These services encrypt your emails so that if someone intercepts your emails, they can’t read them. The service will usually also offer end-to-end encryption, which means your messages are stored on a server that no one other than the sender and the recipient can access.

Let’s now explore the rights that EU residents have under GDPR. 

8 User Rights to Consider Under the GDPR as an EU Resident

Under the GDPR, an EU resident has eight specific user rights. They are as follows:

Right to be informed

The right to be informed promotes transparency regarding how companies collect data.

This regulation holds that EU residents have the right to get information about how their data is processed and to demand that a company corrects or deletes the information. The company must respond to such a request within one month. If the company refuses, the EU resident can file a complaint with the regulator.

Learn more here about this act. 

Right to access

The GDPR gives EU residents the right to request details about the data that companies hold about them. This includes the company’s data, how it is stored, and who has access to it.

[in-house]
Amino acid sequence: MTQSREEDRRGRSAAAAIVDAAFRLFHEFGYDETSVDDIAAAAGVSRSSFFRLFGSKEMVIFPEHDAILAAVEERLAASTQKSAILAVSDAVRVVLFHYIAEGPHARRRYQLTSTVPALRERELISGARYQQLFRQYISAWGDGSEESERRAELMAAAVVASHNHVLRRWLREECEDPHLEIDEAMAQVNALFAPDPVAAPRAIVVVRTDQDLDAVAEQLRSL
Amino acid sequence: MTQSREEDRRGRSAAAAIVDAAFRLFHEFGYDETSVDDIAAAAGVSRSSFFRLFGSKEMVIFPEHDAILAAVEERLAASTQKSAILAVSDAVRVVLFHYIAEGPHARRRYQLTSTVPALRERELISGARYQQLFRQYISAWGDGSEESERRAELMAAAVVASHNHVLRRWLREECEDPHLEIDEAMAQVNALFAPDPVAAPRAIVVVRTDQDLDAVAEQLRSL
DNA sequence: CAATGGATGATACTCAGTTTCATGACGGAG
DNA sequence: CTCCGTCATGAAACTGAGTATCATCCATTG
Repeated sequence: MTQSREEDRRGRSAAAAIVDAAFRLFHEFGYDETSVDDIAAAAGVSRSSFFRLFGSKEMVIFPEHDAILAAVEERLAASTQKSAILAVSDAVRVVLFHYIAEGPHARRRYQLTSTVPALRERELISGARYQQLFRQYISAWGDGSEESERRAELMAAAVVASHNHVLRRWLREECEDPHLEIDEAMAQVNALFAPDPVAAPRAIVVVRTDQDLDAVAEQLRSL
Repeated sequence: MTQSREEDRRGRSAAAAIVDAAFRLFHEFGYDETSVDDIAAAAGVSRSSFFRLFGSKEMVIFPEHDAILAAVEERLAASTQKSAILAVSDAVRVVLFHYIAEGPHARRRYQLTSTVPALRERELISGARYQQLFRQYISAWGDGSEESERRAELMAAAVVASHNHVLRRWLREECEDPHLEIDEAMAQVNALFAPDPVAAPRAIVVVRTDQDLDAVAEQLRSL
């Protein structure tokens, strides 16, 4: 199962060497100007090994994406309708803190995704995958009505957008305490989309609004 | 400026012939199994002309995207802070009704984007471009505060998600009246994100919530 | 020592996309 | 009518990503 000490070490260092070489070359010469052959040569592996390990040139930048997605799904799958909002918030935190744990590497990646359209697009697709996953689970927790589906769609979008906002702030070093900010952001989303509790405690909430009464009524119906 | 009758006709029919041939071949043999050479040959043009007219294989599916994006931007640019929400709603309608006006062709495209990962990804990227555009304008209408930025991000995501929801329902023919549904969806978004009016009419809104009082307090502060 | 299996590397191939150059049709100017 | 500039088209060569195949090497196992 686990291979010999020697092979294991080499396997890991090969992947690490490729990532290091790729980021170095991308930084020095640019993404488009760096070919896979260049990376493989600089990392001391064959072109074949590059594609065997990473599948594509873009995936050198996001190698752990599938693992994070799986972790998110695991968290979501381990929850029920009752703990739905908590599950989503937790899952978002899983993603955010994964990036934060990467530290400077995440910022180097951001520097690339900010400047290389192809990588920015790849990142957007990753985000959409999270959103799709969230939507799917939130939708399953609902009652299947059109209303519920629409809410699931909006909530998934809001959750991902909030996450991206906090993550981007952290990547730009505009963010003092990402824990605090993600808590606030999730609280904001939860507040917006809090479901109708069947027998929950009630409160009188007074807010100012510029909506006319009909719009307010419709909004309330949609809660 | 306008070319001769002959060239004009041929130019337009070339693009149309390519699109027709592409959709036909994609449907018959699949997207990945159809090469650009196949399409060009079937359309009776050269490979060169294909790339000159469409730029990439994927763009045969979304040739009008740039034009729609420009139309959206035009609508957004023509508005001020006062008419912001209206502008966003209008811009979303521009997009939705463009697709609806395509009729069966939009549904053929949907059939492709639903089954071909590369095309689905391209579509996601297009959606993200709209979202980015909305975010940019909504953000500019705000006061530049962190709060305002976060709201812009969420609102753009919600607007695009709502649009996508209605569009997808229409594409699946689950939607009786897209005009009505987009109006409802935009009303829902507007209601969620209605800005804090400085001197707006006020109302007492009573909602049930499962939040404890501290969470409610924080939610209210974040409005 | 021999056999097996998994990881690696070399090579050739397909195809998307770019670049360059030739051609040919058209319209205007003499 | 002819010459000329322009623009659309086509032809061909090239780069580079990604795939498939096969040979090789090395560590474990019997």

EU residents can also ask for copies of their data. The GDPR requires companies to respond to such requests within one month. If the company refuses, the EU resident can file a complaint with the regulator.

Right to restriction of processing

When a company processes an EU resident’s data, it must comply with the restriction of the processing rule. This means that the company may only process the data for specific purposes. For example, a company may only store a customer’s data to service that customer’s purchase.

If the company violates this rule, the EU resident has the right to demand that the company corrects the violation. If the company refuses, the EU resident can file a complaint with the regulator.

The restriction of processing rule is also meant to protect an EU resident’s data from being hacked or breached. If a company improperly breaches this rule, the EU resident can file a complaint with the regulator.

Right to data portability

When a company stores data on its customers, the customers have the right to move their data to another company. This right is commonly known as data portability. While EU residents can take advantage of this right, they can’t force companies to offer it.

According to Art. 20 of the GDPR, data portability means that a company doesn’t have ownership of the data it holds on a customer. The company just stores the data and provides the service of using it. The data should be movable when the customer wants to switch service providers.